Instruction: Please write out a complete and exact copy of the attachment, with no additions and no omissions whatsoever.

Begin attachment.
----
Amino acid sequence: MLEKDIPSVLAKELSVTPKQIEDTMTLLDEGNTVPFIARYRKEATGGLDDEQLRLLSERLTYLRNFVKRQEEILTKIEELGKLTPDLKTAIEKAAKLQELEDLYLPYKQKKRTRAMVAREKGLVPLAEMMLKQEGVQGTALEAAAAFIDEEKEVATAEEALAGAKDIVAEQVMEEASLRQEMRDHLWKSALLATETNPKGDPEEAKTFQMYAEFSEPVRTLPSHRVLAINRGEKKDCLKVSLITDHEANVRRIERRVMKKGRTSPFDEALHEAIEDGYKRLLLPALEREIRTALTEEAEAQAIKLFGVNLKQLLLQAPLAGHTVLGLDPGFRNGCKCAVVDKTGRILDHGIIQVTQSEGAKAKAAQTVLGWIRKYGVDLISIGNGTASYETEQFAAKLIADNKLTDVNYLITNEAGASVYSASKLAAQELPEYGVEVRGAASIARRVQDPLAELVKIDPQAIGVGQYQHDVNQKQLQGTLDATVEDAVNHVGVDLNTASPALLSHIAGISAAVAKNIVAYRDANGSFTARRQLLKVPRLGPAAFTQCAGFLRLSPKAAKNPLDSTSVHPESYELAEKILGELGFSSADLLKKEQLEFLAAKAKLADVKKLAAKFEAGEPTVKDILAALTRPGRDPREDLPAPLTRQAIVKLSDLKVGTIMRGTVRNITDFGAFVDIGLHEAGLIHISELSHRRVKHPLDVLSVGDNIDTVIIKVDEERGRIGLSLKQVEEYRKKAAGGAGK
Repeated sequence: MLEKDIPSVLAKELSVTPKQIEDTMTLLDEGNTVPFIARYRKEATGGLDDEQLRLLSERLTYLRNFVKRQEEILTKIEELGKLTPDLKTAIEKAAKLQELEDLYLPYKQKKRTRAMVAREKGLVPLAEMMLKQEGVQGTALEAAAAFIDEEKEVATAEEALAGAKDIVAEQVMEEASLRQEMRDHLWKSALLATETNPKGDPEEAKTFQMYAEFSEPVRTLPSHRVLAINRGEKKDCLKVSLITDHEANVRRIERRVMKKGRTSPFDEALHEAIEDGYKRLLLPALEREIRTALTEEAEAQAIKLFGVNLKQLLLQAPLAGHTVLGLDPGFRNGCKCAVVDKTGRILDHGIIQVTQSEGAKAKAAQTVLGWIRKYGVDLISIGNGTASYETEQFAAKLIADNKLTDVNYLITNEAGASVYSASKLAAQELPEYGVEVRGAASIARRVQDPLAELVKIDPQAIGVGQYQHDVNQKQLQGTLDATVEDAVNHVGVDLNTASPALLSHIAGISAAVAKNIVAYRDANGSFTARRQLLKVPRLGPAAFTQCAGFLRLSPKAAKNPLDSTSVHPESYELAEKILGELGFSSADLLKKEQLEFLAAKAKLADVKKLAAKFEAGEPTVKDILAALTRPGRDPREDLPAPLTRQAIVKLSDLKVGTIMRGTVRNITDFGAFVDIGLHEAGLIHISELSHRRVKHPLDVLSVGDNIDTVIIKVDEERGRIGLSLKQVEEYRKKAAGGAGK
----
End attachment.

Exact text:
Amino acid sequence: MLEKDIPSVLAKELSVTPKQIEDTMTLLDEGNTVPFIARYRKEATGGLDDEQLRLLSERLTYLRNFVKRQEEILTKIEELGKLTPDLKTAIEKAAKLQELEDLYLPYKQKKRTRAMVAREKGLVPLAEMMLKQEGVQGTALEAAAAFIDEEKEVATAEEALAGAKDIVAEQVMEEASLRQEMRDHLWKSALLATETNPKGDPEEAKTFQMYAEFSEPVRTLPSHRVLAINRGEKKDCLKVSLITDHEANVRRIERRVMKKGRTSPFDEALHEAIEDGYKRLLLPALEREIRTALTEEAEAQAIKLFGVNLKQLLLQAPLAGHTVLGLDPGFRNGCKCAVVDKTGRILDHGIIQVTQSEGAKAKAAQTVLGWIRKYGVDLISIGNGTASYETEQFAAKLIADNKLTDVNYLITNEAGASVYSASKLAAQELPEYGVEVRGAASIARRVQDPLAELVKIDPQAIGVGQYQHDVNQKQLQGTLDATVEDAVNHVGVDLNTASPALLSHIAGISAAVAKNIVAYRDANGSFTARRQLLKVPRLGPAAFTQCAGFLRLSPKAAKNPLDSTSVHPESYELAEKILGELGFSSADLLKKEQLEFLAAKAKLADVKKLAAKFEAGEPTVKDILAALTRPGRDPREDLPAPLTRQAIVKLSDLKVGTIMRGTVRNITDFGAFVDIGLHEAGLIHISELSHRRVKHPLDVLSVGDNIDTVIIKVDEERGRIGLSLKQVEEYRKKAAGGAGK
Repeated sequence: MLEKDIPSVLAKELSVTPKQIEDTMTLLDEGNTVPFIARYRKEATGGLDDEQLRLLSERLTYLRNFVKRQEEILTKIEELGKLTPDLKTAIEKAAKLQELEDLYLPYKQKKRTRAMVAREKGLVPLAEMMLKQEGVQGTALEAAAAFIDEEKEVATAEEALAGAKDIVAEQVMEEASLRQEMRDHLWKSALLATETNPKGDPEEAKTFQMYAEFSEPVRTLPSHRVLAINRGEKKDCLKVSLITDHEANVRRIERRVMKKGRTSPFDEALHEAIEDGYKRLLLPALEREIRTALTEEAEAQAIKLFGVNLKQLLLQAPLAGHTVLGLDPGFRNGCKCAVVDKTGRILDHGIIQVTQSEGAKAKAAQTVLGWIRKYGVDLISIGNGTASYETEQFAAKLIADNKLTDVNYLITNEAGASVYSASKLAAQELPEYGVEVRGAASIARRVQDPLAELVKIDPQAIGVGQYQHDVNQKQLQGTLDATVEDAVNHVGVDLNTASPALLSHIAGISAAVAKNIVAYRDANGSFTARRQLLKVPRLGPAAFTQCAGFLRLSPKAAKNPLDSTSVHPESYELAEKILGELGFSSADLLKKEQLEFLAAKAKLADVKKLAAKFEAGEPTVKDILAALTRPGRDPREDLPAPLTRQAIVKLSDLKVGTIMRGTVRNITDFGAFVDIGLHEAGLIHISELSHRRVKHPLDVLSVGDNIDTVIIKVDEERGRIGLSLKQVEEYRKKAAGGAGK